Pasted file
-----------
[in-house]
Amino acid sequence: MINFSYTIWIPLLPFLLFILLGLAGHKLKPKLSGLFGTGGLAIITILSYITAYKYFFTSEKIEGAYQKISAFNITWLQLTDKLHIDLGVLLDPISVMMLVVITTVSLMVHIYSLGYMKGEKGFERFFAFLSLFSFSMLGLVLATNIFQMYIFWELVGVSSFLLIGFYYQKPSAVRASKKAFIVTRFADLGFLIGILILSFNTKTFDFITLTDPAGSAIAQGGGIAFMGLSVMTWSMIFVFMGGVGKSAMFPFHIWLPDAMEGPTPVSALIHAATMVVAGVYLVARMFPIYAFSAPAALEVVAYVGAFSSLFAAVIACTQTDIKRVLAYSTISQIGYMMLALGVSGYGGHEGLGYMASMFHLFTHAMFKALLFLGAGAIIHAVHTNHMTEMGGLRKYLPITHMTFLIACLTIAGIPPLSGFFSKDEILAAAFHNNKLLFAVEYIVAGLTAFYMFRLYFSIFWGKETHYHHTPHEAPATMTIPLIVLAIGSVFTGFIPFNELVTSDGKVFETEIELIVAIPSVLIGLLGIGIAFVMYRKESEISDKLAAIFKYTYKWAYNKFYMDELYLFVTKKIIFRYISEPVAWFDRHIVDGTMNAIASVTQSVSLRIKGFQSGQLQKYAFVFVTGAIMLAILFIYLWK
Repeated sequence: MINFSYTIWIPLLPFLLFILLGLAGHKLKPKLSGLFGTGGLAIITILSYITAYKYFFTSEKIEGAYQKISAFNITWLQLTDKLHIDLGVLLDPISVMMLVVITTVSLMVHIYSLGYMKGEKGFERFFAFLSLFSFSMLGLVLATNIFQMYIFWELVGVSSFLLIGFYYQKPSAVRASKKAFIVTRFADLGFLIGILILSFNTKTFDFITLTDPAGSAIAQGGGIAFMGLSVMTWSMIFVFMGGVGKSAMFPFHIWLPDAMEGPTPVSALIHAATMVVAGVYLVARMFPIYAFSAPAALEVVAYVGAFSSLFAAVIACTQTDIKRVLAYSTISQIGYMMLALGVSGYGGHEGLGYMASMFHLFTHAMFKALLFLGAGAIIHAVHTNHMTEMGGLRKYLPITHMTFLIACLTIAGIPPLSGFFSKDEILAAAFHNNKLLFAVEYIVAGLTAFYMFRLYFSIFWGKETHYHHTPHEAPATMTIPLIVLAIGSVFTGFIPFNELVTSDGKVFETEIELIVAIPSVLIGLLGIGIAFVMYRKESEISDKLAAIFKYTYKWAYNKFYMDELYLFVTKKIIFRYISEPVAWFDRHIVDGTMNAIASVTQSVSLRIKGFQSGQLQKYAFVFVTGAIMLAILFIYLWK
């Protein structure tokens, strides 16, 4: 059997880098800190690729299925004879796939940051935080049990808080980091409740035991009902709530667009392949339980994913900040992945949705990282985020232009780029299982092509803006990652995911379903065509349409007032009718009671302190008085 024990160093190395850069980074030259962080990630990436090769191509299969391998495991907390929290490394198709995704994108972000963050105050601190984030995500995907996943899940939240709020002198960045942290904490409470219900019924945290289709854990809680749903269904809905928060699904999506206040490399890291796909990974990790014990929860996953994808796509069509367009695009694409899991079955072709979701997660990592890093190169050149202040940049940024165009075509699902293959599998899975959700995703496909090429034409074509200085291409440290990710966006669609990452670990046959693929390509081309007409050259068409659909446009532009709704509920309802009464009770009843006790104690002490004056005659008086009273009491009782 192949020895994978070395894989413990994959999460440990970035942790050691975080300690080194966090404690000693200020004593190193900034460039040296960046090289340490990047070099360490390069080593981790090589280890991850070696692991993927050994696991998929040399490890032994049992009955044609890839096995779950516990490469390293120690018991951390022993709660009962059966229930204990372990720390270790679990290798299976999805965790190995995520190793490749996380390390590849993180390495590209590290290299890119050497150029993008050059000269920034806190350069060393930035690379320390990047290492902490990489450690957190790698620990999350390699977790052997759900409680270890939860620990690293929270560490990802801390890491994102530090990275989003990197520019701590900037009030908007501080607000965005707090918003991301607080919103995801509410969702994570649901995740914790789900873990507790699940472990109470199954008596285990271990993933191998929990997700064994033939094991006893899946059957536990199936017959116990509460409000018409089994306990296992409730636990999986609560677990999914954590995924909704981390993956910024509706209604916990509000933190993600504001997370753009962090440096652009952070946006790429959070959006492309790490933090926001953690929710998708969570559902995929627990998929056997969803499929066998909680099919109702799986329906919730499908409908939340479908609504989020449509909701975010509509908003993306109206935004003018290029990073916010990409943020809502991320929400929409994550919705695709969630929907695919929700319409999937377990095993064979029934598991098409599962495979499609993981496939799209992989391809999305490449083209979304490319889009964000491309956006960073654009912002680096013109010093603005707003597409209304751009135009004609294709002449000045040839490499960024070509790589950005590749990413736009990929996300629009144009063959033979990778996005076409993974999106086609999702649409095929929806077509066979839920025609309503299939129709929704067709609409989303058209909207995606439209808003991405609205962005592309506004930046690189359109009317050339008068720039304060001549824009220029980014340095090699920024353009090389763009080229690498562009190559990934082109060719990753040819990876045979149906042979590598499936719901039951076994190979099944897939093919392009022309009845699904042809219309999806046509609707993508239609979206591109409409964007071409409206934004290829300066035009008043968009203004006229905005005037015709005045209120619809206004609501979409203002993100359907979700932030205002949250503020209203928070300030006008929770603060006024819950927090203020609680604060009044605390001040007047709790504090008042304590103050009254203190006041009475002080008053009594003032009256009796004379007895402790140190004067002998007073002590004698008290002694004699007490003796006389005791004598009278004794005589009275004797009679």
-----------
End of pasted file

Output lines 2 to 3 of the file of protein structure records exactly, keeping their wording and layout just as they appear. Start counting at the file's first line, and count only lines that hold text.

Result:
Amino acid sequence: MINFSYTIWIPLLPFLLFILLGLAGHKLKPKLSGLFGTGGLAIITILSYITAYKYFFTSEKIEGAYQKISAFNITWLQLTDKLHIDLGVLLDPISVMMLVVITTVSLMVHIYSLGYMKGEKGFERFFAFLSLFSFSMLGLVLATNIFQMYIFWELVGVSSFLLIGFYYQKPSAVRASKKAFIVTRFADLGFLIGILILSFNTKTFDFITLTDPAGSAIAQGGGIAFMGLSVMTWSMIFVFMGGVGKSAMFPFHIWLPDAMEGPTPVSALIHAATMVVAGVYLVARMFPIYAFSAPAALEVVAYVGAFSSLFAAVIACTQTDIKRVLAYSTISQIGYMMLALGVSGYGGHEGLGYMASMFHLFTHAMFKALLFLGAGAIIHAVHTNHMTEMGGLRKYLPITHMTFLIACLTIAGIPPLSGFFSKDEILAAAFHNNKLLFAVEYIVAGLTAFYMFRLYFSIFWGKETHYHHTPHEAPATMTIPLIVLAIGSVFTGFIPFNELVTSDGKVFETEIELIVAIPSVLIGLLGIGIAFVMYRKESEISDKLAAIFKYTYKWAYNKFYMDELYLFVTKKIIFRYISEPVAWFDRHIVDGTMNAIASVTQSVSLRIKGFQSGQLQKYAFVFVTGAIMLAILFIYLWK
Repeated sequence: MINFSYTIWIPLLPFLLFILLGLAGHKLKPKLSGLFGTGGLAIITILSYITAYKYFFTSEKIEGAYQKISAFNITWLQLTDKLHIDLGVLLDPISVMMLVVITTVSLMVHIYSLGYMKGEKGFERFFAFLSLFSFSMLGLVLATNIFQMYIFWELVGVSSFLLIGFYYQKPSAVRASKKAFIVTRFADLGFLIGILILSFNTKTFDFITLTDPAGSAIAQGGGIAFMGLSVMTWSMIFVFMGGVGKSAMFPFHIWLPDAMEGPTPVSALIHAATMVVAGVYLVARMFPIYAFSAPAALEVVAYVGAFSSLFAAVIACTQTDIKRVLAYSTISQIGYMMLALGVSGYGGHEGLGYMASMFHLFTHAMFKALLFLGAGAIIHAVHTNHMTEMGGLRKYLPITHMTFLIACLTIAGIPPLSGFFSKDEILAAAFHNNKLLFAVEYIVAGLTAFYMFRLYFSIFWGKETHYHHTPHEAPATMTIPLIVLAIGSVFTGFIPFNELVTSDGKVFETEIELIVAIPSVLIGLLGIGIAFVMYRKESEISDKLAAIFKYTYKWAYNKFYMDELYLFVTKKIIFRYISEPVAWFDRHIVDGTMNAIASVTQSVSLRIKGFQSGQLQKYAFVFVTGAIMLAILFIYLWK